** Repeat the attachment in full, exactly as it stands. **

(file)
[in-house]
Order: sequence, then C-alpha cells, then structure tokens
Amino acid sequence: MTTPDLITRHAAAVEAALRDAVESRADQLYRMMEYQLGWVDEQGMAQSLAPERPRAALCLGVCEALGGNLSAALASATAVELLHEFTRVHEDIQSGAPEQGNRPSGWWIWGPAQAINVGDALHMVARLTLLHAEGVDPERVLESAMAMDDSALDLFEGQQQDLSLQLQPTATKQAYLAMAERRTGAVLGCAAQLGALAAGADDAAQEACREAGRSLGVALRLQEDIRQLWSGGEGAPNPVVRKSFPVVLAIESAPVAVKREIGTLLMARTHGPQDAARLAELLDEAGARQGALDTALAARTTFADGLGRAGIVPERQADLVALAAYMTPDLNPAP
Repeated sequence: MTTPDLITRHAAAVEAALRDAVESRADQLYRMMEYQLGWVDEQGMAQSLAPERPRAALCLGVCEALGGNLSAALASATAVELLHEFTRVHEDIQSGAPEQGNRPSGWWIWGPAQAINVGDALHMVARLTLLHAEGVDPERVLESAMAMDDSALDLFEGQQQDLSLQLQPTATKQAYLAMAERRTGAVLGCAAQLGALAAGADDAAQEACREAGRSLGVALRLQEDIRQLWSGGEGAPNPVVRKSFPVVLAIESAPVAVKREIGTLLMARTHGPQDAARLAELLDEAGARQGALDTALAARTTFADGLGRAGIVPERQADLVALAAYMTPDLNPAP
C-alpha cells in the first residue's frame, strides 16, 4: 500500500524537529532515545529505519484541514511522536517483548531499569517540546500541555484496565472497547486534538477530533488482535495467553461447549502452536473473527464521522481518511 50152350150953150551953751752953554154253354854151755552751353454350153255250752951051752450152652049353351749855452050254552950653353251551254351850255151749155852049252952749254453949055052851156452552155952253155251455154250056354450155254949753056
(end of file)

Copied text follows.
[in-house]
Order: sequence, then C-alpha cells, then structure tokens
Amino acid sequence: MTTPDLITRHAAAVEAALRDAVESRADQLYRMMEYQLGWVDEQGMAQSLAPERPRAALCLGVCEALGGNLSAALASATAVELLHEFTRVHEDIQSGAPEQGNRPSGWWIWGPAQAINVGDALHMVARLTLLHAEGVDPERVLESAMAMDDSALDLFEGQQQDLSLQLQPTATKQAYLAMAERRTGAVLGCAAQLGALAAGADDAAQEACREAGRSLGVALRLQEDIRQLWSGGEGAPNPVVRKSFPVVLAIESAPVAVKREIGTLLMARTHGPQDAARLAELLDEAGARQGALDTALAARTTFADGLGRAGIVPERQADLVALAAYMTPDLNPAP
Repeated sequence: MTTPDLITRHAAAVEAALRDAVESRADQLYRMMEYQLGWVDEQGMAQSLAPERPRAALCLGVCEALGGNLSAALASATAVELLHEFTRVHEDIQSGAPEQGNRPSGWWIWGPAQAINVGDALHMVARLTLLHAEGVDPERVLESAMAMDDSALDLFEGQQQDLSLQLQPTATKQAYLAMAERRTGAVLGCAAQLGALAAGADDAAQEACREAGRSLGVALRLQEDIRQLWSGGEGAPNPVVRKSFPVVLAIESAPVAVKREIGTLLMARTHGPQDAARLAELLDEAGARQGALDTALAARTTFADGLGRAGIVPERQADLVALAAYMTPDLNPAP
C-alpha cells in the first residue's frame, strides 16, 4: 500500500524537529532515545529505519484541514511522536517483548531499569517540546500541555484496565472497547486534538477530533488482535495467553461447549502452536473473527464521522481518511 50152350150953150551953751752953554154253354854151755552751353454350153255250752951051752450152652049353351749855452050254552950653353251551254351850255151749155852049252952749254453949055052851156452552155952253155251455154250056354450155254949753056